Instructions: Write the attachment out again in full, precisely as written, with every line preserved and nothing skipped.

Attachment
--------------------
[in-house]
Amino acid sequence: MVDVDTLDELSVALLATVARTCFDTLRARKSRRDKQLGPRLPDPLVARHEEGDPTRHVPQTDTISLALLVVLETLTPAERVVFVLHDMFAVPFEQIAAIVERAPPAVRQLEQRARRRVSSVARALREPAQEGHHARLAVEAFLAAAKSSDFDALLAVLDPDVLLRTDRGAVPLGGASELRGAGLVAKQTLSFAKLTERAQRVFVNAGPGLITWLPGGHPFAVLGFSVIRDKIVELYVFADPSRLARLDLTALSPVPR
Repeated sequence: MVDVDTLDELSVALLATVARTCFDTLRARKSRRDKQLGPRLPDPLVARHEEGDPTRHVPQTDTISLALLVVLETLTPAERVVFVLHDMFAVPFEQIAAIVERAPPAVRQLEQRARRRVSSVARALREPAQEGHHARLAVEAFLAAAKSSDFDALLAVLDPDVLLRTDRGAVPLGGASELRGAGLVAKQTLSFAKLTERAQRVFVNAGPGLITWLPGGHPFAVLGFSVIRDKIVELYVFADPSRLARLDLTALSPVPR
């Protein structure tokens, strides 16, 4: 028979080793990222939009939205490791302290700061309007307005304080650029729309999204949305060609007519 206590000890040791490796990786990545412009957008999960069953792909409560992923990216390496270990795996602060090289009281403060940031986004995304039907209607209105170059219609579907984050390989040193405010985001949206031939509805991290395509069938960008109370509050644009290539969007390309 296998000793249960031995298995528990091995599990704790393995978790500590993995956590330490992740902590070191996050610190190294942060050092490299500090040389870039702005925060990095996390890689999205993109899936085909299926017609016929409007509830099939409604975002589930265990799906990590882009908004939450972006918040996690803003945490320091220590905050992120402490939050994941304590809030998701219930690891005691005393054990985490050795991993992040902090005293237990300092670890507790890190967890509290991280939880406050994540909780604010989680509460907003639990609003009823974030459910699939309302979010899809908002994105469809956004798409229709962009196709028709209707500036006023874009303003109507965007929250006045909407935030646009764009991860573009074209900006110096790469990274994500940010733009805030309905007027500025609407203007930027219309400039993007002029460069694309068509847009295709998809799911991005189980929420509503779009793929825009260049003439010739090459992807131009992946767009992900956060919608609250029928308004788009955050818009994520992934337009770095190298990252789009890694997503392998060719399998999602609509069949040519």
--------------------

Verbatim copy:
[in-house]
Amino acid sequence: MVDVDTLDELSVALLATVARTCFDTLRARKSRRDKQLGPRLPDPLVARHEEGDPTRHVPQTDTISLALLVVLETLTPAERVVFVLHDMFAVPFEQIAAIVERAPPAVRQLEQRARRRVSSVARALREPAQEGHHARLAVEAFLAAAKSSDFDALLAVLDPDVLLRTDRGAVPLGGASELRGAGLVAKQTLSFAKLTERAQRVFVNAGPGLITWLPGGHPFAVLGFSVIRDKIVELYVFADPSRLARLDLTALSPVPR
Repeated sequence: MVDVDTLDELSVALLATVARTCFDTLRARKSRRDKQLGPRLPDPLVARHEEGDPTRHVPQTDTISLALLVVLETLTPAERVVFVLHDMFAVPFEQIAAIVERAPPAVRQLEQRARRRVSSVARALREPAQEGHHARLAVEAFLAAAKSSDFDALLAVLDPDVLLRTDRGAVPLGGASELRGAGLVAKQTLSFAKLTERAQRVFVNAGPGLITWLPGGHPFAVLGFSVIRDKIVELYVFADPSRLARLDLTALSPVPR
């Protein structure tokens, strides 16, 4: 028979080793990222939009939205490791302290700061309007307005304080650029729309999204949305060609007519 206590000890040791490796990786990545412009957008999960069953792909409560992923990216390496270990795996602060090289009281403060940031986004995304039907209607209105170059219609579907984050390989040193405010985001949206031939509805991290395509069938960008109370509050644009290539969007390309 296998000793249960031995298995528990091995599990704790393995978790500590993995956590330490992740902590070191996050610190190294942060050092490299500090040389870039702005925060990095996390890689999205993109899936085909299926017609016929409007509830099939409604975002589930265990799906990590882009908004939450972006918040996690803003945490320091220590905050992120402490939050994941304590809030998701219930690891005691005393054990985490050795991993992040902090005293237990300092670890507790890190967890509290991280939880406050994540909780604010989680509460907003639990609003009823974030459910699939309302979010899809908002994105469809956004798409229709962009196709028709209707500036006023874009303003109507965007929250006045909407935030646009764009991860573009074209900006110096790469990274994500940010733009805030309905007027500025609407203007930027219309400039993007002029460069694309068509847009295709998809799911991005189980929420509503779009793929825009260049003439010739090459992807131009992946767009992900956060919608609250029928308004788009955050818009994520992934337009770095190298990252789009890694997503392998060719399998999602609509069949040519």